Stutz, who pens the popular “Inside Gaming” column for the Review-Journal, only occasionally drops some money on a football game or horse racing. But rather than fighting traffic to Las Vegas Boulevard, you’ll likely find him close to home at the Red Rock Casino (www.redrocklasvegas.com), located 10 miles off the Strip.
Unless they’re celebrating a really special occasion, Stutz also points out that most locals dine off the Strip. He recommends restaurants as varied as Mediterranean-inspired American bistro Vintner’s Grill (www.vglasvegas.com) in the Summerlin community, to massive quantities of Kansas City barbecue at Lucille’s BBQ Smokehouse in Henderson.
And while summer days can heat up well into the 100s—forcing locals to hole up indoors under blasts of air conditioning—evenings tend to be pleasant. So how about some outdoor evening jazz? The annual Jazz in the Park takes place on certain Saturdays in May and June at the Clark County Government Center Amphitheater. Get there early to grab a spot on the lawn, and take some time to look around the Amphitheater itself, a red-hued sandstone structure engraved with images of ancient petroglyphs.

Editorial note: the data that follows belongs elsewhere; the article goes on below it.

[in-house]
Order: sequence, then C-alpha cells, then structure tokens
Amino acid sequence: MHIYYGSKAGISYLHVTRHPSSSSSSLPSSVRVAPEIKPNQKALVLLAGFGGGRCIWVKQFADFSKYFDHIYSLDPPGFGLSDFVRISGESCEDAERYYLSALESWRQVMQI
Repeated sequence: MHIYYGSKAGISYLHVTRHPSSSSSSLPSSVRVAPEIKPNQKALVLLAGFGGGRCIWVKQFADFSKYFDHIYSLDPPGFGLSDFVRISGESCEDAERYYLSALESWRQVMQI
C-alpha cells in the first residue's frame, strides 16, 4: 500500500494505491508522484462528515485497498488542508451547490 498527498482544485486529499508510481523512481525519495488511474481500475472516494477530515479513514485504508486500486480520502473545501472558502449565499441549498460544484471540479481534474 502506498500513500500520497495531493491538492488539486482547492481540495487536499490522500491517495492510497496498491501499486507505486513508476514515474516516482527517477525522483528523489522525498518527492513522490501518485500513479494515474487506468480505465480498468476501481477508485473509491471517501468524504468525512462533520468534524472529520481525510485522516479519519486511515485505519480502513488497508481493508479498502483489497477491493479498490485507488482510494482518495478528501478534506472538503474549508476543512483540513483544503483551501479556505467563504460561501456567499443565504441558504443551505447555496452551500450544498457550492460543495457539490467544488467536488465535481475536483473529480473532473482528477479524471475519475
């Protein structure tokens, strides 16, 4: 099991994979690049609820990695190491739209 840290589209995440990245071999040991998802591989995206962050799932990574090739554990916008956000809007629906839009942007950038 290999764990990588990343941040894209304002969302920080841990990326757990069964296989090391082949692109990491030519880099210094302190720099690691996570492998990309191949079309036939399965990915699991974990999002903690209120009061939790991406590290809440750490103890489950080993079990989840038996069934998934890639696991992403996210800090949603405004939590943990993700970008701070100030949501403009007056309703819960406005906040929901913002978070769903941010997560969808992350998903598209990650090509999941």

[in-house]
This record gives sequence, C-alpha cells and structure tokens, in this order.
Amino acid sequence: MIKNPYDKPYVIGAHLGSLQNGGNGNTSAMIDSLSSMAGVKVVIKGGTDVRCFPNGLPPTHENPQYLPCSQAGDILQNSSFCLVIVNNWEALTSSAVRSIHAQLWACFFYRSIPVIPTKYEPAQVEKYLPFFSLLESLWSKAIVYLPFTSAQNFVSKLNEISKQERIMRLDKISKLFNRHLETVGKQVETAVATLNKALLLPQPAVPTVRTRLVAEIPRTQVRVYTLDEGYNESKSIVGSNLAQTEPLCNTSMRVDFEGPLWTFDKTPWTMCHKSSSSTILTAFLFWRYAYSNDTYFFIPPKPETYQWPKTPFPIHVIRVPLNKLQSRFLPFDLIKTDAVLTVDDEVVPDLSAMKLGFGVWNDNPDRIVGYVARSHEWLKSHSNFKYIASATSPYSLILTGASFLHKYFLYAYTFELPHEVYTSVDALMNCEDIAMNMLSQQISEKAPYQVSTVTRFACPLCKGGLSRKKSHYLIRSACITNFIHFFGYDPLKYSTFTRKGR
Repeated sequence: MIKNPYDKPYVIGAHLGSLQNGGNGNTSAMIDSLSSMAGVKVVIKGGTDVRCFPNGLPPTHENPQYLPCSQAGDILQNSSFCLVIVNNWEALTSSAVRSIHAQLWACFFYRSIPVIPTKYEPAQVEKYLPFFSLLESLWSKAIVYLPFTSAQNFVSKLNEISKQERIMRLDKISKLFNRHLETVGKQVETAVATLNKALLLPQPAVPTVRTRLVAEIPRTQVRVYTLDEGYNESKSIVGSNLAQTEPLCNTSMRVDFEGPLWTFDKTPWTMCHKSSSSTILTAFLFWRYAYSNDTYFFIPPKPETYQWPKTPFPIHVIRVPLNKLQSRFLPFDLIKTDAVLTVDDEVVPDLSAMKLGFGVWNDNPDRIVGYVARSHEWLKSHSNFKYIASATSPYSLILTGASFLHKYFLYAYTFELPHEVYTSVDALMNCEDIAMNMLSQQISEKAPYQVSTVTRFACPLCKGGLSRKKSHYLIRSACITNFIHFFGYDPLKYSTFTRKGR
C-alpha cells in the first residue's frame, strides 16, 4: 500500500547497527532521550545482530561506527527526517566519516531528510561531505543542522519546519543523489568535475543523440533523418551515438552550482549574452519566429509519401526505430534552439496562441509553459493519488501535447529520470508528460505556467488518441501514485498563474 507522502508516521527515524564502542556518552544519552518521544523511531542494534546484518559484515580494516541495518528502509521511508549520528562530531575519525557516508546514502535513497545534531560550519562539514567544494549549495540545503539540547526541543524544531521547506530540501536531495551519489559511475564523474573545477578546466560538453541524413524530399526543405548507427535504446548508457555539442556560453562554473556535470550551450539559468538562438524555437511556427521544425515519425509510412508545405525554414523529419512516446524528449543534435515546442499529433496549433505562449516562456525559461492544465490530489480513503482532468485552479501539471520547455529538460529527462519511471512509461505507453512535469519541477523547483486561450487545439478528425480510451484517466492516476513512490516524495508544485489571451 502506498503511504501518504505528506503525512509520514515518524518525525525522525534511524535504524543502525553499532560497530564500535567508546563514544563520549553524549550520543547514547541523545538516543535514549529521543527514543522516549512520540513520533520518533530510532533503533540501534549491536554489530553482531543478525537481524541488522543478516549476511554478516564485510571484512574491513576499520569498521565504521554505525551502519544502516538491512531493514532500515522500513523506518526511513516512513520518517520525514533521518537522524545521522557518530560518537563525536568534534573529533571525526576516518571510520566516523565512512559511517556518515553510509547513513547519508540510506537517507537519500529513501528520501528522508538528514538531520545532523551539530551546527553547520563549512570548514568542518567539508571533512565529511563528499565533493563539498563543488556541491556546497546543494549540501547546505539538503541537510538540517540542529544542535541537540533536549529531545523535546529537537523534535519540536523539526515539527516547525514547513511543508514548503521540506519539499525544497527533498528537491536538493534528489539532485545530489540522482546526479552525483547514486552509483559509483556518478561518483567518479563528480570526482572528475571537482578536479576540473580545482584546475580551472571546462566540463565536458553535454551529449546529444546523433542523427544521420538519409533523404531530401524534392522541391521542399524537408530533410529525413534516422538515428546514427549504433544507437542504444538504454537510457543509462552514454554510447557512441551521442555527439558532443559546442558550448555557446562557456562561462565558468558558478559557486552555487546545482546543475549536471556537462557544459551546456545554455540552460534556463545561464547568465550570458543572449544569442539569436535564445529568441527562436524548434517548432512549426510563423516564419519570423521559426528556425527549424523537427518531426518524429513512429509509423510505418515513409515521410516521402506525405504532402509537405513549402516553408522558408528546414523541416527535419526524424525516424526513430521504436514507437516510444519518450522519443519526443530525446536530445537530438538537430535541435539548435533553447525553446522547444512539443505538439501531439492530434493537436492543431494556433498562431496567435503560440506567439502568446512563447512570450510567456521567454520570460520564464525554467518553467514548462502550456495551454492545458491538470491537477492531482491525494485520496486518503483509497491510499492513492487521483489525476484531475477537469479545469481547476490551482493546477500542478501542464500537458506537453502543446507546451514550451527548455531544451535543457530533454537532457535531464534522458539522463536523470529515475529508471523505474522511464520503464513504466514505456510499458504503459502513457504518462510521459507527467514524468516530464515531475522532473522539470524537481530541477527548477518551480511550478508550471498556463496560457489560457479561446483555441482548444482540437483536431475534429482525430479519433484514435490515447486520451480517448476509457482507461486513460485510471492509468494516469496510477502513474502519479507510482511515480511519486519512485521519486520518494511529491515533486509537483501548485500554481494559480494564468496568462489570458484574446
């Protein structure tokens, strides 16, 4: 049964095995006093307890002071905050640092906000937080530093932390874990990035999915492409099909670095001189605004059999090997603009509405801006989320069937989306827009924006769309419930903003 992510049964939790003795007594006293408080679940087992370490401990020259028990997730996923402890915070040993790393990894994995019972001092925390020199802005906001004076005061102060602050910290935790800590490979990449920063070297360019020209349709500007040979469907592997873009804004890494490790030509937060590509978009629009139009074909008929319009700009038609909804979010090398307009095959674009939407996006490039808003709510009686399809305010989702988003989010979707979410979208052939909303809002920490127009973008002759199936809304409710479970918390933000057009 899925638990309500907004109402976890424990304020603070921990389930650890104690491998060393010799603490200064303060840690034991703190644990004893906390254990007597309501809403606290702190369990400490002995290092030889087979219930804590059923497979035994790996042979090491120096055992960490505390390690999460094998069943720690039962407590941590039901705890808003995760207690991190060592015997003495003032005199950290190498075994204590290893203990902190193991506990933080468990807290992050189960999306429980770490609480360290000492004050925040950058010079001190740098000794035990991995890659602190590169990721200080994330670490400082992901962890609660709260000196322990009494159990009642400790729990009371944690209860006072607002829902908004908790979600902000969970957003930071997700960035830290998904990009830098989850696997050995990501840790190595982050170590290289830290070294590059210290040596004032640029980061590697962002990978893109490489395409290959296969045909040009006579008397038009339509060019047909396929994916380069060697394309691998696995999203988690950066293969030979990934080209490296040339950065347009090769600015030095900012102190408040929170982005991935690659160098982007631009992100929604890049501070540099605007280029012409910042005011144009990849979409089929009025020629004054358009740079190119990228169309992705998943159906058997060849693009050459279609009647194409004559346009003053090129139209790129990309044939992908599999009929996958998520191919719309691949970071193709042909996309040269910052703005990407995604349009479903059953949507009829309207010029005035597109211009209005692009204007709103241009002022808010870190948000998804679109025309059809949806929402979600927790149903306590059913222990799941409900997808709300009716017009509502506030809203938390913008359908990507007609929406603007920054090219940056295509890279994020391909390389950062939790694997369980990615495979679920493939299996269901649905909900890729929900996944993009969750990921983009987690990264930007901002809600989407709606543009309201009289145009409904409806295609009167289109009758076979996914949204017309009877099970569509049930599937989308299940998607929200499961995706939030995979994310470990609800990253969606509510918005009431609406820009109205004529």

Interested in doing some shopping in Las Vegas? Shopper extraordinaire Suzy Gershman has the scoop: Suzy Gershman’s Postcard from Las Vegas.
Geoff Schumacher, author of Sin & Suburbia: An Essential History of Modern Las Vegas and Howard Hughes: Power, Paranoia & Palace Intrigue
With Hispanics making up more than 25 percent of the population, good Mexican food isn’t hard to find, reports Schumacher. El Sombrero Café downtown is one of the oldest Mexican restaurants in Vegas, and one of the best—serving basic but consistently good Mexican food and great service. If you’re headed there for lunch, he advises getting there on the earlier or later side of the day to avoid the crowds of lawyers and other downtown power-lunchers.
If El Sombrero is packed, a worthy alternative is just down the street: Casa Don Juan (www.casadonjuanlv.com) on South Main. And if you don’t want to venture too far off the Strip, the Pink Taco restaurant in the Hard Rock Hotel is a favorite among locals as well as visitors.
And here’s something you may not expect to find in Las Vegas: an abundance of quality used book shops. Schumacher recommends Plaza Books on S. Eastern Avenue, where owner Ann DeVere has built a large inventory likely to satisfy every reader’s tastes.